|Home||Who we are||Why you need us||What we do||What our clients say about us|
|How it works||What it costs||How to contact us||Resources|
A few helpful resources
by Mike McCoy
WriteRight Editing© is ready and willing to help you produce clear, effective documents in English.
But you may like to try doing it yourself, at first. Here are some resources that I have found useful, illuminating, or just plain entertaining.
Some good books . . .
- The South African Concise Oxford Dictionary. Cape Town: Oxford University Press Southern Africa, 2003. A good dictionary is an essential tool. This is the one I use because it is just right for where I live. Besides, I like to support my big sister, who works on the staff of the Oxford English Dictionary. (No, that's not 'nepotism' look it up.)
- The New Oxford Dictionary for Writers and Editors. Oxford: Oxford University Press, 2005. This is promoted as "the essential A-Z guide to the written word". It certainly is a very handy resource for checking the spelling or best usage of words that we often get wrong.
- Martin Cutts, Oxford Quick Reference Plain English guide. Oxford: Oxford University Press, 1999. If you buy only one book about using English well, this is it.
- Bill Bryson, Mother tongue: The English language. London: Penguin Books, 1991. If you liked Bill Bryson's books about England, the USA, Australia, and the history of almost everything, you'll really enjoy this one, written before he became so well-known. It's a gem: sometimes risqué, often hilarious, always informative.
- David Crystal, Who cares about English usage? London: Penguin Books, 2000 (second edition). The cover describes this as "an entertaining guide to the common problems of English usage". It is. It's also short and to the point.
- John Simmons, We, me, them, it: The power of words in business. London: Texere Publishing, 2000. This book doesn't entertain and amuse as Bill Bryson's and David Crystal's do. But it is very well-written, and gives valuable insight into the way that written and spoken language affects how people in the corporate world communicate with their clients and among themselves. In fact, it's also about being human. It's personal, filled with case studies, and often quite moving.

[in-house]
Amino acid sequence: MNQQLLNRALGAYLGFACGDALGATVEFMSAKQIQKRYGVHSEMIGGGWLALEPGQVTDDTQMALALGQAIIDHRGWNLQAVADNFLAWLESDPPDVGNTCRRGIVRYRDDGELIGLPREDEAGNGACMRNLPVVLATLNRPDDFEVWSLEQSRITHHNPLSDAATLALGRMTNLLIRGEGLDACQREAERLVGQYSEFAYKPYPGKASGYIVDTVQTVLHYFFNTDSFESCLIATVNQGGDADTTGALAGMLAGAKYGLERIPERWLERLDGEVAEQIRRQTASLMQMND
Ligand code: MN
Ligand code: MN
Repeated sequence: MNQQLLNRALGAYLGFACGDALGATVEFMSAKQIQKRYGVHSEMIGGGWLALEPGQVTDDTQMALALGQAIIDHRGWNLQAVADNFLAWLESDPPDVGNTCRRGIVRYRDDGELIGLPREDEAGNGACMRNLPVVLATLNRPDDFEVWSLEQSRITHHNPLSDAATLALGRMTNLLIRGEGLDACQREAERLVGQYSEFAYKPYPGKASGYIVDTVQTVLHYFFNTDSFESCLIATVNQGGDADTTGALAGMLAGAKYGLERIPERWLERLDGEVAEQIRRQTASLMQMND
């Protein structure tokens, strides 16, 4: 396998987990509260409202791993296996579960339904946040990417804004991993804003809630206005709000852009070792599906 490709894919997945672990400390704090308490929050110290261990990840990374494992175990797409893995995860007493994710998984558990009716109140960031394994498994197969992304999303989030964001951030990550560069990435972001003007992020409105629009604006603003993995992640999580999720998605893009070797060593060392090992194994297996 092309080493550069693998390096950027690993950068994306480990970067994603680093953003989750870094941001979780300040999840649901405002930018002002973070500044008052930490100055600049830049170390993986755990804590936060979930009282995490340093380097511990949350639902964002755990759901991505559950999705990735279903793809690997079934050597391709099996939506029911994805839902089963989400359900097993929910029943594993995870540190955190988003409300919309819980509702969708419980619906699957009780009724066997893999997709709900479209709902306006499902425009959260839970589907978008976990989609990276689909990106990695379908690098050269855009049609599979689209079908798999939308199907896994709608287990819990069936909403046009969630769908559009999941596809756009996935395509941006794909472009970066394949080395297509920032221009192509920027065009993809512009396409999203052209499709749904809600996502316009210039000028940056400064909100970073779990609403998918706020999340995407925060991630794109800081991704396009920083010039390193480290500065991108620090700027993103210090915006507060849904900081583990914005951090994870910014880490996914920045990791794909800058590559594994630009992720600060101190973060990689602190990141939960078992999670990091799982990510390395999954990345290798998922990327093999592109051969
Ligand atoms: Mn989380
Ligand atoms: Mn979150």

- Melvyn Bragg, The adventure of English: The biography of a language. London: Hodder & Stoughton, 2003. The omniscient Melvyn Bragg did a series of programmes on the history of English for ITV in the UK; this book is his adaptation and expansion of that material. It covers similar ground to that surveyed by Bill Bryson, but in more detail and with its own distinctive humour and insight. It's a very good read.
All the books should be available from good bookshops. Because I live in South Africa, I usually get mine online through www.loot.co.za, which I recommend highly – follow the link below.
A radio programme (if you live in South Africa). . .
- "Word of mouth" the English language programme, broadcast on SAfm on Sundays between 13:30 and 14:00. Chaired by John Orr. Essential listening for anyone who's interested in contemporary English, given the fascinatingly diverse ways it is spoken and written in South Africa..
And a real live person . . .
If you need a professional to write your corporate document, contact Graham Jones at The Company Writers in the UK. He writes annual reports, speeches, brochures, websites and all company communications. His clients include many of the FTSE's top 100 companies.
Graham and I have known each other for more than 25 years. So I'm very happy to endorse his work.
© WriteRight Editing 2006
Last updated 31 May 2006
Design by Cyril Pink Frog WTP